Corey Jmaeff and Shawn Wudrich are passionate about the outdoors, hunting and beer.
It’s a combination a lot of people take an interest in, although few would put their day jobs on the back-burner for them.
The Kelowna duo, however, are learning that following one’s passion may just be the key to success.
Around 11 months ago they started producing a lager called Bone Beer, which is marketed to people who share their love for the simpler things in life.
“Some of our best memories are going outdoors… fishing and hiking,” said Wudrich. “And then the best part of the day is sitting around the campfire.”
If it sounds a bit redneck-y, that’s OK. Wudrich said there’s no better time to be a redneck than now, thanks to TV programs like Duck Dynasty.
Hunting licences in B.C. have risen for the first time since the ’80s, and those kinds of stats go hand-in-hand with Bone Beer sales.
Since starting production at the old Hiram Walker site last year, 260,000 cans of Bone Beer have been sold. Their cans have been placed in every private beer store in the Okanagan, said Jmaeff, and in five years, there’s no reason why they shouldn’t be in every beer store across Canada.
“And it’s not just about the beer,” said Wudrich. “It’s also about conservation.”
Five per cent of their net profit is dedicated to the BC WIldlife Federation.
Listening to the two rattle off stats about dollars, hunting licenses and wildlife funds is both dizzying and compelling, and it seemed to catch the attention of producers with CBC-TV’s Dragons’ Den, who were in Kelowna Wednesday for a one-day stop..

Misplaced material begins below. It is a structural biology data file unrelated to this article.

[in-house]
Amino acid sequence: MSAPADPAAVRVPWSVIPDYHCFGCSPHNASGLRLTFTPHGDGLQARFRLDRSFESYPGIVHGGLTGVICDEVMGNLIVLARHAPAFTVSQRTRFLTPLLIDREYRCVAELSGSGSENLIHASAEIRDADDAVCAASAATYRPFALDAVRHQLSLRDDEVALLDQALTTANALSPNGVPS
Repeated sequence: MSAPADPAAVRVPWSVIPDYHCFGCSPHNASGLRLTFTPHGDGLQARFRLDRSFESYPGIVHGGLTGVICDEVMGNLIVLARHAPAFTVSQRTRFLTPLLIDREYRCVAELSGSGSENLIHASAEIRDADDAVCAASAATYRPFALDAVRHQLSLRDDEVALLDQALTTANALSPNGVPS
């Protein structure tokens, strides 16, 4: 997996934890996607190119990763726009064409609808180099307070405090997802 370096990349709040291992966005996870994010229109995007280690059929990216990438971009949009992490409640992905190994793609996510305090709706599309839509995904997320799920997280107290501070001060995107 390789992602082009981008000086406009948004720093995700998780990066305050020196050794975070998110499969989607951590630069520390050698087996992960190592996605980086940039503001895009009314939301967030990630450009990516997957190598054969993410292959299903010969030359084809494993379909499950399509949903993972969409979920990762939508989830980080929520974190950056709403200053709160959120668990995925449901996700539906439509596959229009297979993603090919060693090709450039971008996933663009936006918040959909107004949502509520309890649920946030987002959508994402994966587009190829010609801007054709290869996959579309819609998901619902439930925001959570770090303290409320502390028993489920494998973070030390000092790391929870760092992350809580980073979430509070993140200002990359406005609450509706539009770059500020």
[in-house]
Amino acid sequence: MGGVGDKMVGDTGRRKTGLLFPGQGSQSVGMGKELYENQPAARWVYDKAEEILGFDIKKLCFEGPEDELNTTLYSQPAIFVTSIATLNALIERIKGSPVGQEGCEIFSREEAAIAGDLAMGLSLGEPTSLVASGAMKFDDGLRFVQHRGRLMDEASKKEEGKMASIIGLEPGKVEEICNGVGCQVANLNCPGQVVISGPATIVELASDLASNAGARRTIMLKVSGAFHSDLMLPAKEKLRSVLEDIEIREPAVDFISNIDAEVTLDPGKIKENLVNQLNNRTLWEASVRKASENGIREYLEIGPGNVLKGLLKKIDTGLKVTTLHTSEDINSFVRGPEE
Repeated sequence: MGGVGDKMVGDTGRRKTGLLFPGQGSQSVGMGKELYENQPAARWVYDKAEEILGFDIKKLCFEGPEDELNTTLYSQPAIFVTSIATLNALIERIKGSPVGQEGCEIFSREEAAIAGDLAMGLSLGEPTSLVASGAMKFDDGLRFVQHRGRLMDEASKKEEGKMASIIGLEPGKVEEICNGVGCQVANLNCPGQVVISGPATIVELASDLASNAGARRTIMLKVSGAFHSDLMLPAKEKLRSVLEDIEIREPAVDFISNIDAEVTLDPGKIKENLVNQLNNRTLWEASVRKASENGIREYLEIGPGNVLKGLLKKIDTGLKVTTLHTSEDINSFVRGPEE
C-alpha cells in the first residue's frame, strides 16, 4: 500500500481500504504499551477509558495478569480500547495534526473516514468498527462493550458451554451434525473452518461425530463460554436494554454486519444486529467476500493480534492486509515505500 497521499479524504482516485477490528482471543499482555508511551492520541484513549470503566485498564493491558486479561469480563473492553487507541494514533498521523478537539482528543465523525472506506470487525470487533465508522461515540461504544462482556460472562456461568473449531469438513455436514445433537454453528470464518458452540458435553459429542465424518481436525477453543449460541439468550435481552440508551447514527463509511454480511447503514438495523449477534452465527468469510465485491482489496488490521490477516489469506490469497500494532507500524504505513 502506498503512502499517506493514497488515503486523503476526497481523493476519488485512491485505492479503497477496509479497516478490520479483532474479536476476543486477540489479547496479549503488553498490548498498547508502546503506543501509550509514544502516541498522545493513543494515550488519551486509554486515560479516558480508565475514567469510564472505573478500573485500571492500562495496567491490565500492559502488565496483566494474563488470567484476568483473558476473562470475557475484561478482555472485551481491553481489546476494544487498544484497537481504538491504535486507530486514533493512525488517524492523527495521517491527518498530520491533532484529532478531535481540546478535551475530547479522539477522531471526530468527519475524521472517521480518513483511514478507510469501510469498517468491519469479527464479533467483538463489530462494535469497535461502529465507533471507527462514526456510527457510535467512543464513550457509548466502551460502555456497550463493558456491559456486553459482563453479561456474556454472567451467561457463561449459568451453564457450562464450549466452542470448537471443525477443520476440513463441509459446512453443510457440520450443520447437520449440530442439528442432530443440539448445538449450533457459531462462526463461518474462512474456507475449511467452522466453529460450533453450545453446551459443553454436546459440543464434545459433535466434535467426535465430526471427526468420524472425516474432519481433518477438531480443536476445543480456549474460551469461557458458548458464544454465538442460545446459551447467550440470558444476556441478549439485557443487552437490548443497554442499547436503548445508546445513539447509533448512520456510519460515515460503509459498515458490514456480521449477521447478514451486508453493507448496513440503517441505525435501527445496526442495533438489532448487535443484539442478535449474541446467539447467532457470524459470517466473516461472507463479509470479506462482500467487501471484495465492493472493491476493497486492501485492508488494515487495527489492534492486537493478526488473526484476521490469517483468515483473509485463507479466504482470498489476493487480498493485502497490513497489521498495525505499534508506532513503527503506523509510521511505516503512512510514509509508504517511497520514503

They asked for $150,000 so they could ramp up production, and get into every store, long before the five year deadline.
“They asked the right questions and we had the right answers,” said Jmaeff.
Associate producer Priscilla Sreedharan and Richard Maerov were the Dragons’ Den Associate producers in Kelowna for auditions.
They gave participants five minutes to pitch their idea for financial backing of their business ventures and an invite to the Dragons’ Den where they’d face the show’s five venture capitalist Dragons.
“We want to see energy and passion,” said Sreedharan.
Earlier she noted that pitchers have become more savvy as the show has progressed.
“Kelowna is one of our busiest stops,” Maerov. He was unclear how many local entrepreneurs have made the cut to the final stages, but said there were a fair number.
In the morning, there were several dozen hopefuls lined up. They won’t learn who made the cut for a while yet, but those who do will have to be prepared to make the trip to the Toronto studio between March 24 and April 17.
Kelowna Capital News